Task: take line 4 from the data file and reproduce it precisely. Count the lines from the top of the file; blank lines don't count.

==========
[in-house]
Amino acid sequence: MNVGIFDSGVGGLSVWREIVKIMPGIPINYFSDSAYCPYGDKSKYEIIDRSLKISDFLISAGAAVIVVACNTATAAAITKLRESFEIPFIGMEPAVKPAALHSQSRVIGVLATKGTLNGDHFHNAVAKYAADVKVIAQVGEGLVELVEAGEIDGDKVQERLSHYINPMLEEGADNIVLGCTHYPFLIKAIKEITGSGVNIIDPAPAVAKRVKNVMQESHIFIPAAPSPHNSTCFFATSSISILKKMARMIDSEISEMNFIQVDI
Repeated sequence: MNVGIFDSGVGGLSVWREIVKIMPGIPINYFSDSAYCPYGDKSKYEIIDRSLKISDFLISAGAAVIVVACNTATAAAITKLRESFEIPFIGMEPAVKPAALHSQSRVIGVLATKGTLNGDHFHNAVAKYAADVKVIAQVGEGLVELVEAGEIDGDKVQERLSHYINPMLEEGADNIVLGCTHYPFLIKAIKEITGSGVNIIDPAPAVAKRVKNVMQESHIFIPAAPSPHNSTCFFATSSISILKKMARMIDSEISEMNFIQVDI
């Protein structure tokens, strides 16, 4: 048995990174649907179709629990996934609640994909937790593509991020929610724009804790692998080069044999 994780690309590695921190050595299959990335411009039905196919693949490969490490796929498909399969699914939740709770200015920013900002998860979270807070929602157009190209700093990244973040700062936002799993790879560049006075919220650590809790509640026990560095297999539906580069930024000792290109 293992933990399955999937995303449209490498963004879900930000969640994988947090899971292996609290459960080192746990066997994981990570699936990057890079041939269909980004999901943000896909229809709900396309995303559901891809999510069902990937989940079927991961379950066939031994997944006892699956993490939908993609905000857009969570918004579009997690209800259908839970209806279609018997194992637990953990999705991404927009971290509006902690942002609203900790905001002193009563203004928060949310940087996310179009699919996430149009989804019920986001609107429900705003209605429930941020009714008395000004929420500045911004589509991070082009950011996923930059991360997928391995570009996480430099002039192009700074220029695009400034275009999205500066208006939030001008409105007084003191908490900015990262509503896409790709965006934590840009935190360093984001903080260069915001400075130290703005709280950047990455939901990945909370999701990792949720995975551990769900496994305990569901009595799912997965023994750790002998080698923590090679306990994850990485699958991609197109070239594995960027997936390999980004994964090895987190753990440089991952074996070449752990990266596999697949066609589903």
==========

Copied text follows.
């Protein structure tokens, strides 16, 4: 048995990174649907179709629990996934609640994909937790593509991020929610724009804790692998080069044999 994780690309590695921190050595299959990335411009039905196919693949490969490490796929498909399969699914939740709770200015920013900002998860979270807070929602157009190209700093990244973040700062936002799993790879560049006075919220650590809790509640026990560095297999539906580069930024000792290109 293992933990399955999937995303449209490498963004879900930000969640994988947090899971292996609290459960080192746990066997994981990570699936990057890079041939269909980004999901943000896909229809709900396309995303559901891809999510069902990937989940079927991961379950066939031994997944006892699956993490939908993609905000857009969570918004579009997690209800259908839970209806279609018997194992637990953990999705991404927009971290509006902690942002609203900790905001002193009563203004928060949310940087996310179009699919996430149009989804019920986001609107429900705003209605429930941020009714008395000004929420500045911004589509991070082009950011996923930059991360997928391995570009996480430099002039192009700074220029695009400034275009999205500066208006939030001008409105007084003191908490900015990262509503896409790709965006934590840009935190360093984001903080260069915001400075130290703005709280950047990455939901990945909370999701990792949720995975551990769900496994305990569901009595799912997965023994750790002998080698923590090679306990994850990485699958991609197109070239594995960027997936390999980004994964090895987190753990440089991952074996070449752990990266596999697949066609589903």